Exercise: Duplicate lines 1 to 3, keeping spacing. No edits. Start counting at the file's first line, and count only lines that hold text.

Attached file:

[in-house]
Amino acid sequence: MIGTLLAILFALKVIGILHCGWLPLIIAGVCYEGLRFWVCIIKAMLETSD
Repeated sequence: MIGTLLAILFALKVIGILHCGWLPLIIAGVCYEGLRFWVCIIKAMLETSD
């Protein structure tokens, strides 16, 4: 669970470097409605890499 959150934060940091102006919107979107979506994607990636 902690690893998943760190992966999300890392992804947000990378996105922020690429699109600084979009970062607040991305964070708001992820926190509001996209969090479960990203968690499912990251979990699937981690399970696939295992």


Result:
[in-house]
Amino acid sequence: MIGTLLAILFALKVIGILHCGWLPLIIAGVCYEGLRFWVCIIKAMLETSD
Repeated sequence: MIGTLLAILFALKVIGILHCGWLPLIIAGVCYEGLRFWVCIIKAMLETSD